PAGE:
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Winter Ascent of Mt. Washington Via Lion Head Trail

Jackson, New Hampshire



8 miles

Elevation Gain

4200 ft

Route Type



Added by Mike! Miller

An 8 mile winter out and back up New England's highest peak with big views and diverse terrain. 

Park at the Pinkham Notch visitor center off of Route 16, your stopping point for all things Tuckerman’s Ravine and Mt. Washington related. The ranger station is open year round and there is food and up to date weather conditions from the summit. There is also a locker room with showers available on the lowest level. The forecast should not be taken lightly and can be quite miserable, it is Mt. Washington after all. Everyone hikes at their own comfort level but I stay away form New England's High peaks if I am solo and always approach any hike knowing that if it gets too hectic, this mountain isn’t going anywhere. Bruised egos are a lot easier to recover from than physical harm. 

Due west, heading straight in from the parking lot you will find the Tuckerman Ravine trailhead with ample signage and advice. The trail starts at just above 2,000 feet and climbs gradually but will not likely require traction until you hit the Lion’s Head turn off on the right about 2 miles and 1,500 feet from the starting point. Lion Head has a summer and a winter route. Signage should be clear in telling you which way is which. Tuckerman's is a well hiked section of trail.

Up onto Lion Head. This trail is steep and requires traction. Conditions pending, some may be most comfortable with crampons over microspikes. The name of the trail is better understood when viewing from the bottom of Tuckerman’s Ravine but the views make up for any ambiguity. Right away Wildcat mountain looms across Pinkham Notch to the East. As you come around the knob and into the Alpine Garden you may get blasted by the winds they had forecasted at the ranger station below. Be prepared for big gusts from this point forward.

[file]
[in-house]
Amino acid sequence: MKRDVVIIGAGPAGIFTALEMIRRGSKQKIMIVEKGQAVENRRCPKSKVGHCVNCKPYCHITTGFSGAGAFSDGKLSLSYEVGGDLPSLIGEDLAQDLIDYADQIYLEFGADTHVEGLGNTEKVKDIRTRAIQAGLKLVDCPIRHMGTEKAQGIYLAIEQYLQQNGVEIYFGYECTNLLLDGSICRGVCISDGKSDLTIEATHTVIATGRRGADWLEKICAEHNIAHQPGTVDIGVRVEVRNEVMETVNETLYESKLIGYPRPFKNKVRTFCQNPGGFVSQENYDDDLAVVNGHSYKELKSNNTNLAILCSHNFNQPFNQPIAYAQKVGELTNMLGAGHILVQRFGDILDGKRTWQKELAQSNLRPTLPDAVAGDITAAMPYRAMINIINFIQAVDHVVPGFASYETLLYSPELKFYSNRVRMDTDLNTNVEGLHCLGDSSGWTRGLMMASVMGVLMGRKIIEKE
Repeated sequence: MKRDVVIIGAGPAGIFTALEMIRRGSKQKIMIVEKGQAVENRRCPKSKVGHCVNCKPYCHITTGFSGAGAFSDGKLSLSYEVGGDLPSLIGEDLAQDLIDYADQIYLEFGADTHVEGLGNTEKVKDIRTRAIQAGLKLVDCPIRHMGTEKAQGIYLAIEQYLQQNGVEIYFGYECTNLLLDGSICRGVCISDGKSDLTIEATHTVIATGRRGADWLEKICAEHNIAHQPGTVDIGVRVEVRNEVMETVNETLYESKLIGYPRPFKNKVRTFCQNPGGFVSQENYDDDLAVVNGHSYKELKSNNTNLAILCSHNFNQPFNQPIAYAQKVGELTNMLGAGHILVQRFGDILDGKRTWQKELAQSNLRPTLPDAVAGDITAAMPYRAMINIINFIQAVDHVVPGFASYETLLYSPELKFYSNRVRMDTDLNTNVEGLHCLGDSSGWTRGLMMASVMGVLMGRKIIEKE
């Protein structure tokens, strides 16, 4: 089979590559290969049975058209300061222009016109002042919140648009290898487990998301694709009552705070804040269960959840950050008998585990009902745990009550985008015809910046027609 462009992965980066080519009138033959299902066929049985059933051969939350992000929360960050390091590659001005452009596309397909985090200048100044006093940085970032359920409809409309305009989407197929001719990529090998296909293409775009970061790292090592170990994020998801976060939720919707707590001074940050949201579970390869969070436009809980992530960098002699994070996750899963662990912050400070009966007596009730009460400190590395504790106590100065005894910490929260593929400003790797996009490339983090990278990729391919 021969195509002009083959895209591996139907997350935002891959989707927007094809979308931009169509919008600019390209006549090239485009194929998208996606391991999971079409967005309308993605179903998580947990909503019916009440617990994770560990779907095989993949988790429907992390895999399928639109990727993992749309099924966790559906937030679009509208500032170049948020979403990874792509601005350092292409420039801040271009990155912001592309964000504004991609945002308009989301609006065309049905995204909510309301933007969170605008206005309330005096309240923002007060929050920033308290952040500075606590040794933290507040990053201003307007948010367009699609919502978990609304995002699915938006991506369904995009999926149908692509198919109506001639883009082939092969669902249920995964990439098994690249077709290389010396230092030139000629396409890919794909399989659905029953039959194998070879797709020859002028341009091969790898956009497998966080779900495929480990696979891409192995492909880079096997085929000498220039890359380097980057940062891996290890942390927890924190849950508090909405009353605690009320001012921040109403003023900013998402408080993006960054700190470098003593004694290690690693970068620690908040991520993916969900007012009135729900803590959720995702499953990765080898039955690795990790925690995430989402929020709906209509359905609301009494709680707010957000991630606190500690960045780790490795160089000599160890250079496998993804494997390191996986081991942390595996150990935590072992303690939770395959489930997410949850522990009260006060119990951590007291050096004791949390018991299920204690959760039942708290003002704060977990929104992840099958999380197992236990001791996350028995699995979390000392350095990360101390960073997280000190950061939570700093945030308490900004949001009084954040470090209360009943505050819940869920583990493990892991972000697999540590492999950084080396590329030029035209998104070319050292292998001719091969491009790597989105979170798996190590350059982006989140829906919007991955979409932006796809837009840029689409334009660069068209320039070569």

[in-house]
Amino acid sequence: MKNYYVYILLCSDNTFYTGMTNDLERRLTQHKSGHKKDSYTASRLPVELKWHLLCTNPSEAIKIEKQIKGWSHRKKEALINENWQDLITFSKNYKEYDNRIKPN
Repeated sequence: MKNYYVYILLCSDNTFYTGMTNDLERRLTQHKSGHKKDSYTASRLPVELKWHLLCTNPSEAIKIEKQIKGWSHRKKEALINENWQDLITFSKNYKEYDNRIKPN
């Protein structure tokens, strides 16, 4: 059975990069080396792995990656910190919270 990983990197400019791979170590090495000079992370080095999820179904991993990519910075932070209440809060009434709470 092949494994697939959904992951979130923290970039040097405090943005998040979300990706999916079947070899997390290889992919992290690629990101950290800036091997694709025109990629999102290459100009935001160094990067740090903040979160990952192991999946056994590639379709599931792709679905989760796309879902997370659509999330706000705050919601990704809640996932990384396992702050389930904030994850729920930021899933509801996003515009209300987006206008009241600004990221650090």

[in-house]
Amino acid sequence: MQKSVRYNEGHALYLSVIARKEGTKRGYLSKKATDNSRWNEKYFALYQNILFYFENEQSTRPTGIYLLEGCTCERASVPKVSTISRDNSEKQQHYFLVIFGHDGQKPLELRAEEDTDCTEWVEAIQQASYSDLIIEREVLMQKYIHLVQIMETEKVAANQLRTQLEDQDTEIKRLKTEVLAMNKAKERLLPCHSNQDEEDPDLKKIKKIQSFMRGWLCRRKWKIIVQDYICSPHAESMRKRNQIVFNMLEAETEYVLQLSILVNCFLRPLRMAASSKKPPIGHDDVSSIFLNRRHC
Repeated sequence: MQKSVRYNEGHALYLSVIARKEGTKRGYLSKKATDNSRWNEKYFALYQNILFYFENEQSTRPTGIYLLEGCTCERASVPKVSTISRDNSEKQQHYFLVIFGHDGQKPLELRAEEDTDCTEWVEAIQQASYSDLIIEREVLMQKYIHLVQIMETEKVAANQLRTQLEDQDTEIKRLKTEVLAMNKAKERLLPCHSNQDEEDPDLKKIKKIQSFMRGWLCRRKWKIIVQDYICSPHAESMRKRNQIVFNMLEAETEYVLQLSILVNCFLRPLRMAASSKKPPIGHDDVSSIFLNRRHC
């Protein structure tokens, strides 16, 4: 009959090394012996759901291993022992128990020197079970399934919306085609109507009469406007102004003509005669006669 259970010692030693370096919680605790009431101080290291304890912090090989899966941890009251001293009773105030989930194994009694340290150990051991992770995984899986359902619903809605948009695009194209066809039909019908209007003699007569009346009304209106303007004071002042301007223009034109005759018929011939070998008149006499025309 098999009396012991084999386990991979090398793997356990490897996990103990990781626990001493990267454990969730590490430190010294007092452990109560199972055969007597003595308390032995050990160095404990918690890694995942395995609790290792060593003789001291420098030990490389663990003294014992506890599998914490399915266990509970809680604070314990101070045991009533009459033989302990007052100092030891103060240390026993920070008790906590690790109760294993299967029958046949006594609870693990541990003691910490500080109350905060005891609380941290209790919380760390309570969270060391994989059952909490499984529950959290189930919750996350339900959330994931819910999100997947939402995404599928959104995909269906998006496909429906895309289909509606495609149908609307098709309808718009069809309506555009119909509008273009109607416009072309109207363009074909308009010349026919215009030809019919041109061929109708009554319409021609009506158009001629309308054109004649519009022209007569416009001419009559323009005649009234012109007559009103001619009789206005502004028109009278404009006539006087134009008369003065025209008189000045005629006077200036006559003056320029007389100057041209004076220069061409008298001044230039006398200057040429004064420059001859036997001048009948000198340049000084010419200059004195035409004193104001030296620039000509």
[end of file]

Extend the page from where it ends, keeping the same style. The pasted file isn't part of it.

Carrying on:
About a mile and 1,000 feet up from the Lion head cutoff is the Alpine Garden. The National Forest Service has designated it an official research area. Don’t slow or cool down too much but enjoy it because it’s a beautiful, 4 season winner. Locate the massive Cairns looming ahead up the cone of Mt. Washington. Visibility can be quite low and there is limited signage around here. Up the cone towards the summit, trust in the Cairns, and the sense that upward is the right direction. Personally, I felt more comfortable having done this in the summer because it can be easy and dangerous to get off course.

Keep heading upwards for another mile and some 1,500 feet onto the summit. The trail levels out and manmade structures appear. Get that summit pic, you earned it. Every building is closed but if you walk around the main lodge there are nooks and crannies that can protect you from wind. Potentially a good place for a breather but, weather pending, you might just want to hit the summit and get down. The way down Lion’s head can be tricky. Follow the Cairns and the direction. There are potentially some opportunities to glissade as you make your way down, always fun. And there you have it, an 8 mile, 4,200ish elevation gain winter time Washington out and back. Enjoy with caution. 

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